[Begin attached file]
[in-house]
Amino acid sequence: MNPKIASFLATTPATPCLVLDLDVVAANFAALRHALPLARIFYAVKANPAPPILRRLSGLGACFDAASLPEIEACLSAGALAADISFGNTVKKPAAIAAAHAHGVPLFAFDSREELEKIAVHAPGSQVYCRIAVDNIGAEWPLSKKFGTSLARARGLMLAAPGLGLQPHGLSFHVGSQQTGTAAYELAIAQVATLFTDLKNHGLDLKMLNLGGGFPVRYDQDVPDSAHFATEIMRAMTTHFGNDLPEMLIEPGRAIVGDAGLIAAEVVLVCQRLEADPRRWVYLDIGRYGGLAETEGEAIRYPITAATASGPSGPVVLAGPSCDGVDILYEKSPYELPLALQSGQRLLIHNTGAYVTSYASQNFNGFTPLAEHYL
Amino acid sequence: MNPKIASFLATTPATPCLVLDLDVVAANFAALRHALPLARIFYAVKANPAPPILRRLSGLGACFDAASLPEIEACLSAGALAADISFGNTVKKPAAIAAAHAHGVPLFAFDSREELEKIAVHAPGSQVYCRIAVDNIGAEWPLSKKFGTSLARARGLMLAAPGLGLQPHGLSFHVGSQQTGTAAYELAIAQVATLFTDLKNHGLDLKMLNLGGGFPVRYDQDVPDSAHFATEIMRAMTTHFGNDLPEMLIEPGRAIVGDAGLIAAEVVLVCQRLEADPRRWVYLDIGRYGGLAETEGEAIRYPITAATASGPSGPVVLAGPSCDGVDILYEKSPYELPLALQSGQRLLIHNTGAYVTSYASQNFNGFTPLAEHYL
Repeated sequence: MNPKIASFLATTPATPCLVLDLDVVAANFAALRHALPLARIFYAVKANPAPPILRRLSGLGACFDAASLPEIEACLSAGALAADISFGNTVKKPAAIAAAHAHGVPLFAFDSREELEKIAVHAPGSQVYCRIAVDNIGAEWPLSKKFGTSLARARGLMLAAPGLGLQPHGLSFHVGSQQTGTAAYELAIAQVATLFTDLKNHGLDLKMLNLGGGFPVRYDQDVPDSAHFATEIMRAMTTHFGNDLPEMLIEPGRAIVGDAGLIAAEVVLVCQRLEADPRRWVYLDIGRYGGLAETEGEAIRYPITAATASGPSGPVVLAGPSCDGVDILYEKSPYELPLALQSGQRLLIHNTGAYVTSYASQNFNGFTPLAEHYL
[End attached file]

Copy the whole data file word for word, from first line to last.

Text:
[in-house]
Amino acid sequence: MNPKIASFLATTPATPCLVLDLDVVAANFAALRHALPLARIFYAVKANPAPPILRRLSGLGACFDAASLPEIEACLSAGALAADISFGNTVKKPAAIAAAHAHGVPLFAFDSREELEKIAVHAPGSQVYCRIAVDNIGAEWPLSKKFGTSLARARGLMLAAPGLGLQPHGLSFHVGSQQTGTAAYELAIAQVATLFTDLKNHGLDLKMLNLGGGFPVRYDQDVPDSAHFATEIMRAMTTHFGNDLPEMLIEPGRAIVGDAGLIAAEVVLVCQRLEADPRRWVYLDIGRYGGLAETEGEAIRYPITAATASGPSGPVVLAGPSCDGVDILYEKSPYELPLALQSGQRLLIHNTGAYVTSYASQNFNGFTPLAEHYL
Amino acid sequence: MNPKIASFLATTPATPCLVLDLDVVAANFAALRHALPLARIFYAVKANPAPPILRRLSGLGACFDAASLPEIEACLSAGALAADISFGNTVKKPAAIAAAHAHGVPLFAFDSREELEKIAVHAPGSQVYCRIAVDNIGAEWPLSKKFGTSLARARGLMLAAPGLGLQPHGLSFHVGSQQTGTAAYELAIAQVATLFTDLKNHGLDLKMLNLGGGFPVRYDQDVPDSAHFATEIMRAMTTHFGNDLPEMLIEPGRAIVGDAGLIAAEVVLVCQRLEADPRRWVYLDIGRYGGLAETEGEAIRYPITAATASGPSGPVVLAGPSCDGVDILYEKSPYELPLALQSGQRLLIHNTGAYVTSYASQNFNGFTPLAEHYL
Repeated sequence: MNPKIASFLATTPATPCLVLDLDVVAANFAALRHALPLARIFYAVKANPAPPILRRLSGLGACFDAASLPEIEACLSAGALAADISFGNTVKKPAAIAAAHAHGVPLFAFDSREELEKIAVHAPGSQVYCRIAVDNIGAEWPLSKKFGTSLARARGLMLAAPGLGLQPHGLSFHVGSQQTGTAAYELAIAQVATLFTDLKNHGLDLKMLNLGGGFPVRYDQDVPDSAHFATEIMRAMTTHFGNDLPEMLIEPGRAIVGDAGLIAAEVVLVCQRLEADPRRWVYLDIGRYGGLAETEGEAIRYPITAATASGPSGPVVLAGPSCDGVDILYEKSPYELPLALQSGQRLLIHNTGAYVTSYASQNFNGFTPLAEHYL